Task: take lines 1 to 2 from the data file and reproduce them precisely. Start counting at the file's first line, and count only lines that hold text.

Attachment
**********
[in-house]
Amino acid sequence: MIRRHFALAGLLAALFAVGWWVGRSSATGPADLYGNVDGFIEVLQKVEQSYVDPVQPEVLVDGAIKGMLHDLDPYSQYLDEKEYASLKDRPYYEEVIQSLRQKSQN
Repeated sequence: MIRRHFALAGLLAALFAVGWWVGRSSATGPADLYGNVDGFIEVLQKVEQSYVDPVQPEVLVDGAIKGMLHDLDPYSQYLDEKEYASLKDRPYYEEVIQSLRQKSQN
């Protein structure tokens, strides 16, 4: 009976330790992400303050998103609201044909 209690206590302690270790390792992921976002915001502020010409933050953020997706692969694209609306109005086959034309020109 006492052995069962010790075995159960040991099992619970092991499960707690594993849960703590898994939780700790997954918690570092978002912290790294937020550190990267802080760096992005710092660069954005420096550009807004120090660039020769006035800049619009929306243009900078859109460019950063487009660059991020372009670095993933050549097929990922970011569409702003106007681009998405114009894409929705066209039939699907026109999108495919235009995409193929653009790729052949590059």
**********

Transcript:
[in-house]
Amino acid sequence: MIRRHFALAGLLAALFAVGWWVGRSSATGPADLYGNVDGFIEVLQKVEQSYVDPVQPEVLVDGAIKGMLHDLDPYSQYLDEKEYASLKDRPYYEEVIQSLRQKSQN